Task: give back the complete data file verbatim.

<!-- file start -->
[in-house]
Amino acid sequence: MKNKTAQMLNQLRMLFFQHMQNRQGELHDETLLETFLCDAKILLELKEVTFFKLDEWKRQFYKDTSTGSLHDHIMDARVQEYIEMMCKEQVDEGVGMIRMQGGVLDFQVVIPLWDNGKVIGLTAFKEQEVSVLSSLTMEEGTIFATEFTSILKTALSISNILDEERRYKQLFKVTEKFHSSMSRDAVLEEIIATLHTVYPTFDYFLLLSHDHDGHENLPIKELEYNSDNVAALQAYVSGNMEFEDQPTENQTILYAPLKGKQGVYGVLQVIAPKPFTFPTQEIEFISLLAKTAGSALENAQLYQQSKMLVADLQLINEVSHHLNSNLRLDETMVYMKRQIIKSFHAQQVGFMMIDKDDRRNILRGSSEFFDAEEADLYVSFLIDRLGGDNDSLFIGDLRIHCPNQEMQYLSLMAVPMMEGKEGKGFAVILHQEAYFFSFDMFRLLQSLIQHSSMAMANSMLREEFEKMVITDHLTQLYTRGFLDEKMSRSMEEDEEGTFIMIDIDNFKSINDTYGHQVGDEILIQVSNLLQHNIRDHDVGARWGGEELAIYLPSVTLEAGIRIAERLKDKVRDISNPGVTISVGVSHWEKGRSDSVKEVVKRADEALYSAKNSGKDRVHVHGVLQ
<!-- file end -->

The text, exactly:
[in-house]
Amino acid sequence: MKNKTAQMLNQLRMLFFQHMQNRQGELHDETLLETFLCDAKILLELKEVTFFKLDEWKRQFYKDTSTGSLHDHIMDARVQEYIEMMCKEQVDEGVGMIRMQGGVLDFQVVIPLWDNGKVIGLTAFKEQEVSVLSSLTMEEGTIFATEFTSILKTALSISNILDEERRYKQLFKVTEKFHSSMSRDAVLEEIIATLHTVYPTFDYFLLLSHDHDGHENLPIKELEYNSDNVAALQAYVSGNMEFEDQPTENQTILYAPLKGKQGVYGVLQVIAPKPFTFPTQEIEFISLLAKTAGSALENAQLYQQSKMLVADLQLINEVSHHLNSNLRLDETMVYMKRQIIKSFHAQQVGFMMIDKDDRRNILRGSSEFFDAEEADLYVSFLIDRLGGDNDSLFIGDLRIHCPNQEMQYLSLMAVPMMEGKEGKGFAVILHQEAYFFSFDMFRLLQSLIQHSSMAMANSMLREEFEKMVITDHLTQLYTRGFLDEKMSRSMEEDEEGTFIMIDIDNFKSINDTYGHQVGDEILIQVSNLLQHNIRDHDVGARWGGEELAIYLPSVTLEAGIRIAERLKDKVRDISNPGVTISVGVSHWEKGRSDSVKEVVKRADEALYSAKNSGKDRVHVHGVLQ